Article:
Arshid Malik
Draped in white, your head nods in agreement when the village council meets at around exact dusk, with its members kept together like a bundle of sticks fearing the slightest spark. It is dark and the darkest soon enough. My dear friend it is all about options not opinions. You are dead and all we do is talk about you, day in and day out. We try, at the village council, to pay certain and specific homage to you; we try to honor you in our own small ways but at around exact dusk it does not amount to much. You are gone and the truth is that we all miss you, my dear brother.
They spun stories about your death in the court yard and we could hear the murmurs that pierced the air. It is hard to have lost you and then having lost all the corroborations of faith in all that is human. It is hard my dear friend. When they published the black booklet, gravely conjecturing the innocence of your face with the evilest of elements, I attempted, with a bottle of whitening fluid in my hand, to wipe out all traces of your beautiful name from it but failed. Now I cry, with all of those who still hear you call out their name, and walk the dark alleys of our village in pure abandon till I lose my way. I would not like to stay but the injustice done to your name keeps me rooted to this vacuum.
The village council shall convene again, this Sunday, and we shall attempt to honor the absence of you till we fade. We will sing hymns and colour our clothes red, and we will wait for the next one to die. The elongated shadow of death moves our souls, and our bodies too and we shall wait till the next one dies. And do I need to tell you that you are not a single soul but a colossus of our imminent past, now that you are dead. And their victims join you in your eternal gloom, everyday, as we pass the dark alleys of the village.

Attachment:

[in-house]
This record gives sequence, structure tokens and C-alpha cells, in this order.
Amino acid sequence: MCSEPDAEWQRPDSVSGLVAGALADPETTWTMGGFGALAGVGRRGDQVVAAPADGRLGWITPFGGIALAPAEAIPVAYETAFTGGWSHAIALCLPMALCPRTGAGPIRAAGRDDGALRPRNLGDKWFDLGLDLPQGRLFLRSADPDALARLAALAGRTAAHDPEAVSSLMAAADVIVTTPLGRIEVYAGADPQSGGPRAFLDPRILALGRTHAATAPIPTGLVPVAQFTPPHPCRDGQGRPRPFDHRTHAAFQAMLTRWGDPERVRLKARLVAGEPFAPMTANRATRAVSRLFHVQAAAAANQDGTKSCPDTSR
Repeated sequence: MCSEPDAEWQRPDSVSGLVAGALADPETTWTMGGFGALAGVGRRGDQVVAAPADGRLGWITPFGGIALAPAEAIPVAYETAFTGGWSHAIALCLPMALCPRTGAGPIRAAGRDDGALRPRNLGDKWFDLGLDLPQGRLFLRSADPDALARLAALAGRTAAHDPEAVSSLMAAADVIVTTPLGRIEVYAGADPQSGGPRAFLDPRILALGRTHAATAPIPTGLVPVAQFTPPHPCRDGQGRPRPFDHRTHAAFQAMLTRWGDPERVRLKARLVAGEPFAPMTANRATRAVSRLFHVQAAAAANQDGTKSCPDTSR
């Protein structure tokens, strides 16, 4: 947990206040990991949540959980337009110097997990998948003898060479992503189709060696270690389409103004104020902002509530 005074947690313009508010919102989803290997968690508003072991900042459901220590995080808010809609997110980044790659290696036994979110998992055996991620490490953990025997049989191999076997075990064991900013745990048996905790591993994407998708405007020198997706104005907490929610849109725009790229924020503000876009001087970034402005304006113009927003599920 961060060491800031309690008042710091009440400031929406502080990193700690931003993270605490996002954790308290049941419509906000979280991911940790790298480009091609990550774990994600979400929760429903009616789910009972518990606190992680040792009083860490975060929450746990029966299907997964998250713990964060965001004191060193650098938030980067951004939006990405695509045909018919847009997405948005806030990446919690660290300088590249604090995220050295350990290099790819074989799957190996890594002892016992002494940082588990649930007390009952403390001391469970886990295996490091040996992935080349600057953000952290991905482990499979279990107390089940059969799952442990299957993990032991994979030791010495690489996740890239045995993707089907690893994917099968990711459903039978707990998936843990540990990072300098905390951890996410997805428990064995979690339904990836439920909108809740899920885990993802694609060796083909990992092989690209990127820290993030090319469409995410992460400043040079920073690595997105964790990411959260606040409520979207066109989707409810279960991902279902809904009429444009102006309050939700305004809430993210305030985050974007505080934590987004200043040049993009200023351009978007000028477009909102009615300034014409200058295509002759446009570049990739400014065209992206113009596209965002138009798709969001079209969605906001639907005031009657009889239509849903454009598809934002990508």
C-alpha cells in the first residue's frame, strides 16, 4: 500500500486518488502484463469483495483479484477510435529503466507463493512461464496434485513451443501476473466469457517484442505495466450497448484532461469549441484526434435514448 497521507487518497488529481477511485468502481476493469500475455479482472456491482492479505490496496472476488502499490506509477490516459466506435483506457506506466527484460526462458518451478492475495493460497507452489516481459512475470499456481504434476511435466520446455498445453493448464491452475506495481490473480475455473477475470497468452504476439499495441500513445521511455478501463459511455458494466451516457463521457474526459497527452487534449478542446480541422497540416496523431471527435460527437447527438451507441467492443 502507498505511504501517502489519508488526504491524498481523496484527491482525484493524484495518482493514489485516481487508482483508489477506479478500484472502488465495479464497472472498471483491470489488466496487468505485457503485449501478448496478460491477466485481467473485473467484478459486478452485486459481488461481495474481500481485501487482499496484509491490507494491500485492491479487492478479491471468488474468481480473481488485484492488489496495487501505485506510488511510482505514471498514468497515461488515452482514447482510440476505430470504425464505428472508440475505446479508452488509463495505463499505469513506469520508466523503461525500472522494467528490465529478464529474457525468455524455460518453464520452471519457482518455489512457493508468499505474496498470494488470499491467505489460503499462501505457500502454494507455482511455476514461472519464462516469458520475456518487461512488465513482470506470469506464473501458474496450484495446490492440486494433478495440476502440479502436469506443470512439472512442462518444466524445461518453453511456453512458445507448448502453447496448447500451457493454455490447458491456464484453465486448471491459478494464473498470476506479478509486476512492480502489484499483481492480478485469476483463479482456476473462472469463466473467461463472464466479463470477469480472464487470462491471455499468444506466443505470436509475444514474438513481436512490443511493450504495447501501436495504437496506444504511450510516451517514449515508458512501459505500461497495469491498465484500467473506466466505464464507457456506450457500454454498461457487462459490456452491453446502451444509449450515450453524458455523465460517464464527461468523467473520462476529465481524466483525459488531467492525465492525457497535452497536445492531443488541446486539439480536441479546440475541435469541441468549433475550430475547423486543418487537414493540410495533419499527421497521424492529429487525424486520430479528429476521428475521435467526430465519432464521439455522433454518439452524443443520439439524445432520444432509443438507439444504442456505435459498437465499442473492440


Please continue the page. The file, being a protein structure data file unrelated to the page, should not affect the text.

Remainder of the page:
Dumbfounded, a child once asked me about you. What could I have said except that you were dead? But he did not understand. “He was so young, my uncle. How can he be dead”, he shot at me and I soullessly wandered off to the plains. Old people of the village, those who do not convene when the village council meets, call me by your name and enquire about your father’s health. Bespectacled by shame, I murmur something about a rheumatoid heart and subsequent strokes and steal my way ahead.
And as I turn my sorry face into bed every night, I hear you say, “After many years, when I am a little mound of silent dust, play with me, with the clay of my heart and of my bones. If a bricklayer picks me up, he will put me in a brick; I’d stay forever fixed in a wall, and I despise quiet corners. If they make me a brick in a prison, I will blush with shame to hear a man sobbing. If I am a brick in a school, I will suffer too, because I won’t be able to sing with you in the dawns.” (Gabriela Mistral)
They shot you at point blank range and then shot you again.


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